Gesture Clock System 

The clock contains purchased modules and a circuit board for all of the discrete parts.

The diagram shows the inter-connections which are made using jumper cables,

A basic design consideration is due to being battery-operated. An interval of months was desired between re-charging the battery, This results in alternate standby and active power modes due to high LED and sensor current draw,

Switching between these power modes uses the enable line of the Power-Boost module. When the is low, the 5V is shut off, and the only significant draw is by parts connected to the battery directly. These are all in the board whose circuit is on the upper left,

There are three sources of enabling:

INormally the toggle switch is kept in the center, off, position.

In active power mode the micro-controller holds the clock in active power mode until it is turned off by the program. The NPN transistor acts as an interface using an open-collector output to avoid battery drain in standby power mode,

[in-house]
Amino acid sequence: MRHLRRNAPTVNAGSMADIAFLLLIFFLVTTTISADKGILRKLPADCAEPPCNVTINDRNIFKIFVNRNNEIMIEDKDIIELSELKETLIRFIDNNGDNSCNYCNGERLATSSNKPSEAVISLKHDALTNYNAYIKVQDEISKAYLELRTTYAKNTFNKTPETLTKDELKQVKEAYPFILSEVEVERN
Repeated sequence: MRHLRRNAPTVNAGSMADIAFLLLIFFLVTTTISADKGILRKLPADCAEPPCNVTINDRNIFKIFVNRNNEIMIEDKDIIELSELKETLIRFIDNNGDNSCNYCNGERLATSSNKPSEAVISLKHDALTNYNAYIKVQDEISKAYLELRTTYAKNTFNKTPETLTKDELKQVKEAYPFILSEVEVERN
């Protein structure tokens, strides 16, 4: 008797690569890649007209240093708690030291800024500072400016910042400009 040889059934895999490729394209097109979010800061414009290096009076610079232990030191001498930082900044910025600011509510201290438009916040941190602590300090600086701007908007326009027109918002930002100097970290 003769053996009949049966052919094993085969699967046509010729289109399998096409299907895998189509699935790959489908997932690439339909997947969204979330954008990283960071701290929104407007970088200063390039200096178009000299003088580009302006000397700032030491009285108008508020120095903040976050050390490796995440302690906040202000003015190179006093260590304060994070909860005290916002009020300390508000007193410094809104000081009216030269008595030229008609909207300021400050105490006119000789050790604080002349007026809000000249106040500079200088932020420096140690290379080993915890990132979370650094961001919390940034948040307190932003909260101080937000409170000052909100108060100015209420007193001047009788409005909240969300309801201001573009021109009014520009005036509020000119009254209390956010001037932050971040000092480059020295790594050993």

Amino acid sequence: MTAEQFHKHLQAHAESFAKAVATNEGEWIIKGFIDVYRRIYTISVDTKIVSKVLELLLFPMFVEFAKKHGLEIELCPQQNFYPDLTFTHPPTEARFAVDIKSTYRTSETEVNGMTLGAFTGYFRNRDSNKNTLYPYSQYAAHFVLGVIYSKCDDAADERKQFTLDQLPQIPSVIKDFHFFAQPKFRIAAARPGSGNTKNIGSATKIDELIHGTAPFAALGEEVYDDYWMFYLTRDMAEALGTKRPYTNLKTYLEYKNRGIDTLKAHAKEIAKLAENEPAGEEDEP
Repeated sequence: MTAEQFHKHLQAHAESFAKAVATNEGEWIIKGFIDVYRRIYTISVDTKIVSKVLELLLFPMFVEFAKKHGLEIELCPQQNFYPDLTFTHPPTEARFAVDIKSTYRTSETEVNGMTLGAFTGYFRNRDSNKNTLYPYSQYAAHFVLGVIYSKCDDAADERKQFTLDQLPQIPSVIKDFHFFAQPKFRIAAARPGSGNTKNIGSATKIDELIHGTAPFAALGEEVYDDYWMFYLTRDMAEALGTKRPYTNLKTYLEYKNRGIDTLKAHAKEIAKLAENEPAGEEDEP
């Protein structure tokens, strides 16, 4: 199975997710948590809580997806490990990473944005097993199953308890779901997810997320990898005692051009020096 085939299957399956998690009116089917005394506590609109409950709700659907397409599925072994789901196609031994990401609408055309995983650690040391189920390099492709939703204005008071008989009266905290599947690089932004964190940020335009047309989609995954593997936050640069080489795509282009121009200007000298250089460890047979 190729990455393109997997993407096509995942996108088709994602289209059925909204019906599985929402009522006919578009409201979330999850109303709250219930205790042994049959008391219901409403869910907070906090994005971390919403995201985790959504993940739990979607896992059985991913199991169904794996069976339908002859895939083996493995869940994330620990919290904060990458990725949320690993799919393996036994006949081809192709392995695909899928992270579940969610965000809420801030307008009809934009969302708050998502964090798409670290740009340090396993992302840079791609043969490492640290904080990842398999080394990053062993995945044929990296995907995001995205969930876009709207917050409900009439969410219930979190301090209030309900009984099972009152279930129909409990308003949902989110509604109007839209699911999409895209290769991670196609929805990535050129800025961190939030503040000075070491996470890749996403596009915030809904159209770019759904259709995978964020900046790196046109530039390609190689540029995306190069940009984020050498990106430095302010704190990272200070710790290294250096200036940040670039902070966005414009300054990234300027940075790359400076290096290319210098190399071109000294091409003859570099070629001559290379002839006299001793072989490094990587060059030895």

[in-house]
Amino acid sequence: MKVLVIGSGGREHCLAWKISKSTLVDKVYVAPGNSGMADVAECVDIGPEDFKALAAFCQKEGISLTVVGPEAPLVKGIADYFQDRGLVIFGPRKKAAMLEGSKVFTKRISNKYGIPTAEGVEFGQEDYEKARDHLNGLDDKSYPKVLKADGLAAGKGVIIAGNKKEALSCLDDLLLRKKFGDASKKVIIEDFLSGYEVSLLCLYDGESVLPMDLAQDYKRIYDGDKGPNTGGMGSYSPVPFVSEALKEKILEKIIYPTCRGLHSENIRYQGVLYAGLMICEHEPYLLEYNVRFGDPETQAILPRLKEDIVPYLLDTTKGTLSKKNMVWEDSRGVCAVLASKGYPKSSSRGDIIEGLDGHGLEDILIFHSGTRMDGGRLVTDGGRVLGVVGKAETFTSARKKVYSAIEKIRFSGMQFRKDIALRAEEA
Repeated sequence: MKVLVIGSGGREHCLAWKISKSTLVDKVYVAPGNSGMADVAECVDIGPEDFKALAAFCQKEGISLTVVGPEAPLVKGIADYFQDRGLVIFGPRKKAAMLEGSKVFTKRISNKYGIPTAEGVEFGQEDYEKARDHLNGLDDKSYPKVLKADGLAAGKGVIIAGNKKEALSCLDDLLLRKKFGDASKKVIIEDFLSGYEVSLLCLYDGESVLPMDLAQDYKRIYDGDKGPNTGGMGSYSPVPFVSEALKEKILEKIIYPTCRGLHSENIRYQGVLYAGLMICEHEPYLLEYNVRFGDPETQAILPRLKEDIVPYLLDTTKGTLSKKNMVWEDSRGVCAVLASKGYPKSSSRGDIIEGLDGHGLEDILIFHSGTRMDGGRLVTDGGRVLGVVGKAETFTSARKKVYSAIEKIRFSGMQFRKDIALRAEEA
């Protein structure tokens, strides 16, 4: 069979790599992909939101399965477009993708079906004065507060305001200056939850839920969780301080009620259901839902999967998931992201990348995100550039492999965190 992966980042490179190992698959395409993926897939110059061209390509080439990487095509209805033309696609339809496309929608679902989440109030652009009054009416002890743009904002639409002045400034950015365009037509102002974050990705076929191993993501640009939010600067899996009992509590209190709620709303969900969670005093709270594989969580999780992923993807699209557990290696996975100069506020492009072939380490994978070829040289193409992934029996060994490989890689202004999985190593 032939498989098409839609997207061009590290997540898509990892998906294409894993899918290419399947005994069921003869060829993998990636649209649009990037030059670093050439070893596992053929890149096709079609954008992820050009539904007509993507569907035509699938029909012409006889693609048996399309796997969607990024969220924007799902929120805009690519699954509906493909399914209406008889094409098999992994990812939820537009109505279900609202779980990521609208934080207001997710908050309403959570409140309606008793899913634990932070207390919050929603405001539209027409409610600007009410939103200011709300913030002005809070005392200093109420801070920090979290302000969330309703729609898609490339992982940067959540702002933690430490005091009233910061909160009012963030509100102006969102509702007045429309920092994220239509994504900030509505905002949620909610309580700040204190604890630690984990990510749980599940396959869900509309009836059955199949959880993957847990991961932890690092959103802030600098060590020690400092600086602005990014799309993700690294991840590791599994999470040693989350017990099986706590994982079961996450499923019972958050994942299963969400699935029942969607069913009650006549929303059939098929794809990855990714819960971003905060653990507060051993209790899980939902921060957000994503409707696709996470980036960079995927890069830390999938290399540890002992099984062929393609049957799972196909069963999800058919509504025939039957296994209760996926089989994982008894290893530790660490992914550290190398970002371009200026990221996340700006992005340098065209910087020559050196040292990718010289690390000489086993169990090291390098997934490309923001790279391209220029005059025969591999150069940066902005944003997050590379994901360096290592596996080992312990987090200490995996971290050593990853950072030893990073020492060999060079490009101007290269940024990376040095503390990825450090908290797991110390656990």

An Arduino micro-controller can reportably take up to eight seconds to boot,  The Mini-Pro, which lacks a FTDI USB interface is measured at 1.44 seconds. In order to press the on film momentarily, the MOSFET circuit on the left hold the enable line on for more than two seconds.

The circuit on the right is for measuring battery voltage without the sensing connector drawing current from the battery during standby mode,

Using a reference diode avoids dependence on the 5V supply voltage.

The down position of the toggle switch forces standby power mode,



Gesture Clock Color Remote Control